Mile 3.0 – A trail sign signals an intersection with the end of the Prospectors Trail and your return to the rim top trail system, with arrows pointing in every direction, signaling multiple choices.  

Although I could take the Prospectors Trail back, it seemed more interesting to stay on the red blazed Laurel Branch Trail, which ascends in a zigzag a trail marked with a series of metal arrows on trees. Shortly afterward, take the Laurel Branch Trail through a rock formation known as The Notches.

Mile 3.2
– After passing through The Notches, arrive at an intersection with the blue blazed Ridge Trail, marked by a sign. Take the Ridge Trail towards Stateline Overlook.  After an initial, brief climb, the Ridge Trail is relatively flat.  The rest of the hike is easy.

Mile 3.0 – Reach the parking lot for the Stateline Overlook. Be sure to detour slightly to check out the views at the overlook! There is a signboard at this overlook explaining the boundary and Pine Mountain.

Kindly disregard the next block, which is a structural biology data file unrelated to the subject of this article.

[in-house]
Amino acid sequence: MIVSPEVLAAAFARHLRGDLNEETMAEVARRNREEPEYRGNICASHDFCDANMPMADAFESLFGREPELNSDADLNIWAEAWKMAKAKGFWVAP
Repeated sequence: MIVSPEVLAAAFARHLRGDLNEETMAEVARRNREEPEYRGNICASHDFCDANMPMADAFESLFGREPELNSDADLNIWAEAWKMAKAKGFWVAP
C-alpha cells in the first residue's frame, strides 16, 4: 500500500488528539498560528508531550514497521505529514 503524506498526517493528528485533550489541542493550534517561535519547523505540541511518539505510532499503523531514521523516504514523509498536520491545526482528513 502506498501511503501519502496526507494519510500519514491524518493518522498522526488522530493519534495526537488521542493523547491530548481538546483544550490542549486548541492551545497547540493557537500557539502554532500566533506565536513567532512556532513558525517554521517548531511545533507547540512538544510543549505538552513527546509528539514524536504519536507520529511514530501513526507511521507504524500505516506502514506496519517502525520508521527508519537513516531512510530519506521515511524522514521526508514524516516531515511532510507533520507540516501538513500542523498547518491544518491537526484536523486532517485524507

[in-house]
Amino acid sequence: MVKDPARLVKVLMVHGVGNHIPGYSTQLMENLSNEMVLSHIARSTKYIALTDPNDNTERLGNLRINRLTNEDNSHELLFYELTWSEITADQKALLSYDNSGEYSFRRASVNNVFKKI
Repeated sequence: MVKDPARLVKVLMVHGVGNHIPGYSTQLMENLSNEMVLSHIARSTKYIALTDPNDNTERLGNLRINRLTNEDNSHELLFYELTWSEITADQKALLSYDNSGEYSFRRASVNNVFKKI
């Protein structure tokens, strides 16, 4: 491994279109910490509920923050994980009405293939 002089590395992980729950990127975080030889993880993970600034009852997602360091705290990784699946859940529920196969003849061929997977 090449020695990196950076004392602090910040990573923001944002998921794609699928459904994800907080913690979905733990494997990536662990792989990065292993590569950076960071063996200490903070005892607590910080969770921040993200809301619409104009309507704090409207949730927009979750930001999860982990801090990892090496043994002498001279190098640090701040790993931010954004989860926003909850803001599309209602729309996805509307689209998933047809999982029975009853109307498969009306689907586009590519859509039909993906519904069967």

Continuing on the hike, I found trail signs lacking and the route confusing here.  My map told me that the Overlook Trail would take me back to my vehicle.  Returning from the overlook to the parking area, the Overlook Trail is on the right.  But the trail was so much smaller than other trails I had experienced in the park, I thought it was a social trail and did not take it at first.  I started out following the park road back then switched to the Overlook Trail as it paralleled the park road just to the right, passing several picnic areas and the Clinchfield Overlook parking area/trailhead.  The park road was empty.

Mile 4.3 – Arrive back at the trailhead parking lot. 

Park Trail Map:

Hike Data:

Distance: 4.3 Miles

Hike time: 2:56

Minimum Elevation: 913 ft

Max Elevation: 1974 ft

Total Ascent: 1331 ft

Distance from Charlottesville is over 5 driving hours: